This is the second bass with the new “shifted” body style. It also features a one-off set of Little Guitar Works single-string bridges. The client requested single-string bridges and I was in the middle of prototyping some single-string bridge/tuners for a headless bass. I still haven’t achieved a satisfying design with the tuners, but I like these bridge. I appreciate the client’s trust and openness for trying new things. Of course, that should be said for everyone who orders a Torzal!
As usual, I didn’t want to let this one go. The warmth and roundness of the mahogany and quilted maple body, combined with the punchiness of the bolt-on and the snap of the birdseye maple fingerboard…..all brought to life through the Nordstrand Fat Stacks and Aguilar OBP-3 preamp.
Apparently Mark, the owner, likes it too. He shared this little vignette with me:
Just wanted to say again,
I love this bass you made for me!
Superlatives galore! Fantastic, Epic, come to mind.
Almost plays itself.
Called up my Fender authorized dealer here in town, Kelly at Seidel’s Music, and told him I was having trouble with the neck on my Fender bass. He said come on up and he’ll take a look see.
As he vacuumed off his bench and turned toward me, I had my new bass pointing his direction with the head facing him. He almost fell down and said, “oh my gosh, I don’t think I can help that”, and then I started laughing and showed it to him.
He’s quite the guitar player and took my bass and played it without being plugged in, and said several times,
”I’m just floored. I’ve never seen a bass this nice”
“Don’t ever change the set up, it almost plays itself”
Thanks again Jerome!
This Torzal Standard 34″ scale 5 string was built for a gentleman in Glasgow, Scotland. This was the first bass with a modified, or “shifted” body style. Basically I took my standard body shape, and shifted the scale back towards the body about 1″, bulging out the butt end of the body. By doing this, the nut is brought closer to the body, reducing the reach while simultaneously shifting the center of gravity for better balance, both on a strap and on the leg (sitting position).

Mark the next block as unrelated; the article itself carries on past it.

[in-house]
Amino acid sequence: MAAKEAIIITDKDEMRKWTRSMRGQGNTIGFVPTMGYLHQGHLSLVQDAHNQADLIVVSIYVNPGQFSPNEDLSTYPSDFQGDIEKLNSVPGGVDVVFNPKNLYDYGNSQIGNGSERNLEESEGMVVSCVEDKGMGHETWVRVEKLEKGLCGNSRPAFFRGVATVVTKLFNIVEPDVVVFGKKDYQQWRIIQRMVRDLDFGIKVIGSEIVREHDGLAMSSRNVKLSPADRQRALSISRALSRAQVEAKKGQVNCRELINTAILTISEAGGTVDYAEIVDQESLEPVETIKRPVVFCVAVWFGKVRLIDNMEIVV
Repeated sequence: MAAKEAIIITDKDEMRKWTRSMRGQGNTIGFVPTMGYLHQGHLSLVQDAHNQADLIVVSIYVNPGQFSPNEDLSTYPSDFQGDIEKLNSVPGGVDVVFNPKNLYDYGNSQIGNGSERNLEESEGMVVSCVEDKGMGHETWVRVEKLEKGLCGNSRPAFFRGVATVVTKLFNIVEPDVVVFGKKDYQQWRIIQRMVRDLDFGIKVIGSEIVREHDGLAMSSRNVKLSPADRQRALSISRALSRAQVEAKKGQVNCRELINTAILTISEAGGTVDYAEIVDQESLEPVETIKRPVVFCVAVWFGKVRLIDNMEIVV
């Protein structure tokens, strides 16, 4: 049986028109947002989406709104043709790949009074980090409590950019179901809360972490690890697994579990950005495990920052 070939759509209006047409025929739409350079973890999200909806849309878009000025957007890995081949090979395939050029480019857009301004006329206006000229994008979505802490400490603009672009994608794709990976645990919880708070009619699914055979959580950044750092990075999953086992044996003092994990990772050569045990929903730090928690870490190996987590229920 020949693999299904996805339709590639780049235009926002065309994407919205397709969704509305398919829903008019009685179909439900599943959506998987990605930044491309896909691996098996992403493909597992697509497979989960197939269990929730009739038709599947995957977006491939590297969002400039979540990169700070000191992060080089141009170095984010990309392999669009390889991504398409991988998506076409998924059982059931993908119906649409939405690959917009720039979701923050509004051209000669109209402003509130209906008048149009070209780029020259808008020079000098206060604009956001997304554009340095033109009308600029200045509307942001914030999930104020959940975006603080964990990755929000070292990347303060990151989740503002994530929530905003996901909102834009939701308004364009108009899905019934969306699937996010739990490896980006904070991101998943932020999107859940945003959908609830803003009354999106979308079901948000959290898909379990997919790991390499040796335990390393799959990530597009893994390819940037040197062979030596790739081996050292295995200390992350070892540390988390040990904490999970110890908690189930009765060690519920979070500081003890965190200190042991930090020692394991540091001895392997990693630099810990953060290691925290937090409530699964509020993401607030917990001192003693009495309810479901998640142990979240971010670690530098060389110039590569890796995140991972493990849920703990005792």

An interesting feature on this bass is an adjustable strap extension on the upper horn. The client sent me a picture of the contraption he had rigged up on his current bass to extend the strap, and this was my solution to meet his wish for a similar result. The strap button is mounted on a brass rod which can extend about 5 inches out from the horn and is secured by two set screws in threaded brass inserts in the back of the horn.
Other features of this bass include include a mahogany body and a mahogany neck-through with a hard maple center strip. The pickups are my personal favorites: Nordstrand Fat Stacks with switchable single coil/humbucking mode. Inside it has an Aguilar OBP-3 preamp with selectable mid switch and preamp bypass switch. The knobs are volume, blend, treble, mid, bass.
Kevin Alvey from Fat City Reprise at the famous Viper Room on Sunset Strip in West Hollywood 10/1. Kevin is playing a Little Guitar Works 5-string bolt-on bass with a one-piece bubinga body, maple neck and bound ebony fingerboard.
Fat City Reprise has played with/opened for: The Roots, The Wallflowers, Flaming Lips, Fall Out Boy, Goo Goo Dolls, Spin Dr’s, Sister Hazel, De La Soul, Cowboymouth, Seal, Gym Class Heroes, Doug E. Fresh, MC Light, Hanson, Paulo Neutini, Corrine Bailey Ray, Audra Mae, Devo, Locksley. Check out their website at fatcityreprise.net and their label, mikelowemusic.com.
Thanks for sharing some photos, Kevin!
One of the great things about building custom instruments is having a steady source of inspiration from customers. I always have a deep pool of ideas I hope to employ as soon as the opportunity presents itself, and when a customer brings an interesting proposal to the shore of that pool, then it’s the perfect time to dive in!